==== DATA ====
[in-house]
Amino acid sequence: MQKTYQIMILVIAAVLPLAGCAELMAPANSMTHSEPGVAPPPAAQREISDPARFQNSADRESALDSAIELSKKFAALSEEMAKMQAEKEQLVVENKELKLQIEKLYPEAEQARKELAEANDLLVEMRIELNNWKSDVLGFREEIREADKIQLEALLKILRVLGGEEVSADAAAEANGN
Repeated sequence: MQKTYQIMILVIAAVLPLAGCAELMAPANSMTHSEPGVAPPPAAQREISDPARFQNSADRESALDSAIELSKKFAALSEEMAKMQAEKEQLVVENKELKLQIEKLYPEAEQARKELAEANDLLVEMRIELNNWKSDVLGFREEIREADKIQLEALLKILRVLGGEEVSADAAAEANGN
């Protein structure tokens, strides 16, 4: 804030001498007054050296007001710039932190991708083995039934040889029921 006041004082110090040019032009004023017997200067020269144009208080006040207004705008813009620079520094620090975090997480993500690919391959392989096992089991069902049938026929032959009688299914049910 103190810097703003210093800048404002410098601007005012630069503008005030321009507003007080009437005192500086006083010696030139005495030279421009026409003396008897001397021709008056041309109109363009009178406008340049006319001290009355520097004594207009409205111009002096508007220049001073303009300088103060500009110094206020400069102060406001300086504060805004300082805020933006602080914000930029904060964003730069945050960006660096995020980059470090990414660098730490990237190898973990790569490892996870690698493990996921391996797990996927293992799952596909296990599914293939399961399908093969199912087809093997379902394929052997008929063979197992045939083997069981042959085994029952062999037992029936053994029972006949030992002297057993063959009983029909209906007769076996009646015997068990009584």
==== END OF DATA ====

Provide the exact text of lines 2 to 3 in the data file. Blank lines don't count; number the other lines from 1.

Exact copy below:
Amino acid sequence: MQKTYQIMILVIAAVLPLAGCAELMAPANSMTHSEPGVAPPPAAQREISDPARFQNSADRESALDSAIELSKKFAALSEEMAKMQAEKEQLVVENKELKLQIEKLYPEAEQARKELAEANDLLVEMRIELNNWKSDVLGFREEIREADKIQLEALLKILRVLGGEEVSADAAAEANGN
Repeated sequence: MQKTYQIMILVIAAVLPLAGCAELMAPANSMTHSEPGVAPPPAAQREISDPARFQNSADRESALDSAIELSKKFAALSEEMAKMQAEKEQLVVENKELKLQIEKLYPEAEQARKELAEANDLLVEMRIELNNWKSDVLGFREEIREADKIQLEALLKILRVLGGEEVSADAAAEANGN